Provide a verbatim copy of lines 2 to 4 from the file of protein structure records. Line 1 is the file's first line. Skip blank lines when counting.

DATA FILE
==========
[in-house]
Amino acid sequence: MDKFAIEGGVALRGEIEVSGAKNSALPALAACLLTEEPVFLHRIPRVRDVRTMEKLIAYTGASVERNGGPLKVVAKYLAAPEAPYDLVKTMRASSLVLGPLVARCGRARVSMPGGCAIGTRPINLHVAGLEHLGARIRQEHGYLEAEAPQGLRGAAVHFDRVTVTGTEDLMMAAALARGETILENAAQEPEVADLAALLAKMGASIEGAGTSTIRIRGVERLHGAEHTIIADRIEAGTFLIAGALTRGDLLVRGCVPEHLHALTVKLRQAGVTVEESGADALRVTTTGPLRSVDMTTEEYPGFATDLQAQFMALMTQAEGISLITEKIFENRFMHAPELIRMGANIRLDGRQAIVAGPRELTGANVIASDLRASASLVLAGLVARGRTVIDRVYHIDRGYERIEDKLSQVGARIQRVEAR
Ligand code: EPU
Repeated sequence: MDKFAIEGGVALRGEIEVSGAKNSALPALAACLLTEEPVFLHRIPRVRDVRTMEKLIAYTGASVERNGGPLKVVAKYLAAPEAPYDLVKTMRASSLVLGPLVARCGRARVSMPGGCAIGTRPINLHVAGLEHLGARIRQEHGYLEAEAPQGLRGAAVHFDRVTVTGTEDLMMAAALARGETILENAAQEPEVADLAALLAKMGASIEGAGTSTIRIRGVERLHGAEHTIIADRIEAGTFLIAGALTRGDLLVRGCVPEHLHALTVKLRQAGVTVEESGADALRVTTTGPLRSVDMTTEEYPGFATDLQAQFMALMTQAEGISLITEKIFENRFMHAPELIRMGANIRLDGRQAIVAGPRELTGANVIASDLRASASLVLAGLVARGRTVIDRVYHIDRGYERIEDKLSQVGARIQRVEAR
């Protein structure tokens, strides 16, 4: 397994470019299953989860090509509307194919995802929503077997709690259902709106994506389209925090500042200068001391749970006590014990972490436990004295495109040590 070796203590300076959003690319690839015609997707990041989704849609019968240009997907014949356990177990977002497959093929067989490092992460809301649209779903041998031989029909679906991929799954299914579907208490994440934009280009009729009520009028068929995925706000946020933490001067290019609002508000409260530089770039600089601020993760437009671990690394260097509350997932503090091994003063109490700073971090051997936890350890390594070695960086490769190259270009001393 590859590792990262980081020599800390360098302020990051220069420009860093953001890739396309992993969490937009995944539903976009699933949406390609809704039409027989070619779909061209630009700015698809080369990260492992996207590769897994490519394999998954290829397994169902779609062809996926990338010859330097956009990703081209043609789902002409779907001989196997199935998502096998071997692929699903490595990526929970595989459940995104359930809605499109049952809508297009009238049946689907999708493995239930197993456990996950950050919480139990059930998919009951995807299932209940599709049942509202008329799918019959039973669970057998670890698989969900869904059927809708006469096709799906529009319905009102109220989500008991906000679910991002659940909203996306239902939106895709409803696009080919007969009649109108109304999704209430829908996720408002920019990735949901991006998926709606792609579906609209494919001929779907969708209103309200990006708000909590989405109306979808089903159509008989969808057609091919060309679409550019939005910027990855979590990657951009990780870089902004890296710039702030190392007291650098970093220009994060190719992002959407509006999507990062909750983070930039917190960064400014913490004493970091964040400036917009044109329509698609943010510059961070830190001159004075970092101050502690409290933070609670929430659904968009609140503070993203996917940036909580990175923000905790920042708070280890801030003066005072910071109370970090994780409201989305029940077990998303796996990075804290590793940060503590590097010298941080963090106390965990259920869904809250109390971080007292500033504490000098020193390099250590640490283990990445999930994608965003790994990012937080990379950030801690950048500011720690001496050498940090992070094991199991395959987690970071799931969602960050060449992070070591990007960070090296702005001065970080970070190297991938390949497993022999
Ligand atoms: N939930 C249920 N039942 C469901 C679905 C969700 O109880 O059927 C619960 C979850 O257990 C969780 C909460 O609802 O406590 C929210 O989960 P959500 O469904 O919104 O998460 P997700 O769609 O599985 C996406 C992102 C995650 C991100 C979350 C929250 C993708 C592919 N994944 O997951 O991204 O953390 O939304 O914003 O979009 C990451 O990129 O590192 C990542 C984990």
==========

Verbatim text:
Amino acid sequence: MDKFAIEGGVALRGEIEVSGAKNSALPALAACLLTEEPVFLHRIPRVRDVRTMEKLIAYTGASVERNGGPLKVVAKYLAAPEAPYDLVKTMRASSLVLGPLVARCGRARVSMPGGCAIGTRPINLHVAGLEHLGARIRQEHGYLEAEAPQGLRGAAVHFDRVTVTGTEDLMMAAALARGETILENAAQEPEVADLAALLAKMGASIEGAGTSTIRIRGVERLHGAEHTIIADRIEAGTFLIAGALTRGDLLVRGCVPEHLHALTVKLRQAGVTVEESGADALRVTTTGPLRSVDMTTEEYPGFATDLQAQFMALMTQAEGISLITEKIFENRFMHAPELIRMGANIRLDGRQAIVAGPRELTGANVIASDLRASASLVLAGLVARGRTVIDRVYHIDRGYERIEDKLSQVGARIQRVEAR
Ligand code: EPU
Repeated sequence: MDKFAIEGGVALRGEIEVSGAKNSALPALAACLLTEEPVFLHRIPRVRDVRTMEKLIAYTGASVERNGGPLKVVAKYLAAPEAPYDLVKTMRASSLVLGPLVARCGRARVSMPGGCAIGTRPINLHVAGLEHLGARIRQEHGYLEAEAPQGLRGAAVHFDRVTVTGTEDLMMAAALARGETILENAAQEPEVADLAALLAKMGASIEGAGTSTIRIRGVERLHGAEHTIIADRIEAGTFLIAGALTRGDLLVRGCVPEHLHALTVKLRQAGVTVEESGADALRVTTTGPLRSVDMTTEEYPGFATDLQAQFMALMTQAEGISLITEKIFENRFMHAPELIRMGANIRLDGRQAIVAGPRELTGANVIASDLRASASLVLAGLVARGRTVIDRVYHIDRGYERIEDKLSQVGARIQRVEAR